- Returning to an old job.
- Desiring a career change or simply pursuing a new opportunity.
- Advancement to a new position with upward mobility.
- Moving or transferring to another state.
- Family and health issues.
- Personal reasons.
- Disagreements in the work environment.
These reasons are all considered a “good cause” for wanting to resign from an employee's duties. These reasons are not required to list in a formal resignation letter. An employee will be required to submit a resignation letter to both the management team and the human resources department to make their notice official.
Tip: There is a “right way” and wrong way to resign from a position. Providing very little or not much notice to your employer is considered poor etiquette. And may result in a former employer not wanting to write a recommendation letter or be a reference for the employee when they apply to their next job. At all costs, employees should try to leave or resign from their position on “good terms” with their employer.
Set transition period goals
An employer, manager, or boss will determine the appropriate goals for the transition period or “notice period” of the transition. In most circumstances, this results in transitioning and training a new hire or a colleague on the job duties and responsibilities. This may be referred to as a transition plan, as well.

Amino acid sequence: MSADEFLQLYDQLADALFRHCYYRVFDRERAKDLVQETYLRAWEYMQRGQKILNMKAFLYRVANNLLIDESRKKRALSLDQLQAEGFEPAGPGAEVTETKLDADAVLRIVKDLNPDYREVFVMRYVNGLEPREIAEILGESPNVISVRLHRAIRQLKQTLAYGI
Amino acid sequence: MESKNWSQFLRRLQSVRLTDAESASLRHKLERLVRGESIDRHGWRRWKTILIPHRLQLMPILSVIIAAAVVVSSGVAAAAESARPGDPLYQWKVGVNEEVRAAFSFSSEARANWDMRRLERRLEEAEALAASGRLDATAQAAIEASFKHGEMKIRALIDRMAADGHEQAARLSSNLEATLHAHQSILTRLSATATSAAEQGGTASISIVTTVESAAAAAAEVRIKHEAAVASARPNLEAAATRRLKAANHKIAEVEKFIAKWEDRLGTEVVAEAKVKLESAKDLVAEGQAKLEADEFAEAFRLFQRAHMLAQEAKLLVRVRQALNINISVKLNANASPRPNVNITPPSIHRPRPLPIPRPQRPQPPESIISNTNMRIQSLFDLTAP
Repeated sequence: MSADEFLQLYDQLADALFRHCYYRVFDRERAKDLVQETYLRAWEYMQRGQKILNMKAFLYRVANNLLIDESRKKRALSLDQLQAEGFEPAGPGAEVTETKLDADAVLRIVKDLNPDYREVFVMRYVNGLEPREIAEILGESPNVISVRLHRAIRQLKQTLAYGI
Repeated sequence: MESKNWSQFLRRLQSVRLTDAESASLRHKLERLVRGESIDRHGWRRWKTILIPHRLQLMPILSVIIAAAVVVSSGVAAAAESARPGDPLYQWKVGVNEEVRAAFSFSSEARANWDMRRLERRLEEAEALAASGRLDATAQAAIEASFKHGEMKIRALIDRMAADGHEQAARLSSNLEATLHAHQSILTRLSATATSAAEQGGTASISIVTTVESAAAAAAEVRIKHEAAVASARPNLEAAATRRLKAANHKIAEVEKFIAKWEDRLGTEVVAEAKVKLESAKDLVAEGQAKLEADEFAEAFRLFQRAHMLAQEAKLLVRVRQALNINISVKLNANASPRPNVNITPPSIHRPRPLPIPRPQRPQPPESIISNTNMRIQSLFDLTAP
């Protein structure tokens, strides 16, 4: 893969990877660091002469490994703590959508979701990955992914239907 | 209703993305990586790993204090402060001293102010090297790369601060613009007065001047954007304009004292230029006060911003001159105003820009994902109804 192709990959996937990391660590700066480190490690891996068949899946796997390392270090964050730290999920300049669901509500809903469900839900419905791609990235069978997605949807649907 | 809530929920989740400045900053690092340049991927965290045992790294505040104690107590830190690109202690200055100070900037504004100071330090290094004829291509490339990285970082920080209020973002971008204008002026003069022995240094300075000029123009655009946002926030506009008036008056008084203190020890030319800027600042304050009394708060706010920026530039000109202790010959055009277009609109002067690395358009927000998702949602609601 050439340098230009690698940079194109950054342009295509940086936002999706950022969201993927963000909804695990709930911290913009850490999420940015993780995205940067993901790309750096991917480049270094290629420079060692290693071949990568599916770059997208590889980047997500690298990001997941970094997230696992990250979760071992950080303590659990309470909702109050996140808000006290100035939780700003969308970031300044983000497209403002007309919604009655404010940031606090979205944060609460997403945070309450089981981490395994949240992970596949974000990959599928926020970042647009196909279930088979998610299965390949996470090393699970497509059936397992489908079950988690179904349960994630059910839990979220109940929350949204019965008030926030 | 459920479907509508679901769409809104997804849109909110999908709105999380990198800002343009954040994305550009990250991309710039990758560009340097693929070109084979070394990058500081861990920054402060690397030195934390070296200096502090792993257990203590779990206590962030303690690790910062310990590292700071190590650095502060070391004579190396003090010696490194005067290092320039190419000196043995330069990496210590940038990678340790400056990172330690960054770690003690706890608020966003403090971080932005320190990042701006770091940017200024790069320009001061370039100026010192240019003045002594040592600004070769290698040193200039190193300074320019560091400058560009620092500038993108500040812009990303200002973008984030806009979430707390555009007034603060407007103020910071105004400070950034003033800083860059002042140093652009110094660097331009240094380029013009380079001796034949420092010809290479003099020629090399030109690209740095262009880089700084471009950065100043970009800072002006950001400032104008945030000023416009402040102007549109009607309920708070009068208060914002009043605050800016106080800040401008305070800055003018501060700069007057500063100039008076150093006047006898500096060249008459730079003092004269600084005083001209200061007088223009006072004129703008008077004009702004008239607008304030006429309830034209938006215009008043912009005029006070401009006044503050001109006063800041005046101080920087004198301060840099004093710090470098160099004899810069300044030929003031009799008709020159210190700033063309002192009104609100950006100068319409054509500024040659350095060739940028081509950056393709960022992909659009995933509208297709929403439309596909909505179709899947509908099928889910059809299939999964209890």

Tip: Employees who achieve the agreed-upon transition period goals for their future former boss have a greater likelihood to be able to ask that boss for career advice in the future or for letters of recommendation and other job application assets. Employees should give their full effort during their transition period.
Perform an exit interview
A manager or CEO may want to sit with the employee and speak with them about ways the company, role, or management can improve before the employee’s last or final day of employment. As an employee, prepare for an exit interview by having three constructive methods for improving the role, the team, and the company. Keep exit interview critiques constructive and terse. Long details or complaints about particular aspects of the work or company is considered a poor method of engaging in an exit interview.
Write a farewell email
On the final day of employment, an employee should write a thank you email to each colleague and manager they had close contact with. This farewell email should be informal and thank them for the opportunity to be able to work together. The resigning employee’s personal email address should be included in this message as an exchange of contact information to the coworker or future former colleague.
Return all company property
On the final day of employment, after the exit interview, the employee should return all work computers, badges, and company property. This includes any cell phones or company purchased products that the employee is using to perform work.
Below are resignation letters and free templates.
By Job Title
- Maternity Leave
- Board Resignation
- Personal Reasons
- New Job
- Better Salary and Benefits
- Hostile Work Environment
- Unhappy with Management
- Unfair Treatment
- Health and Stress
- Going Back to School
- Voluntary Resignation Letter
- Immediate Resignation Letter
- Two Weeks Notice
- Short Notice Resignation Letter
- 24 Hours Notice
- Part-Time Job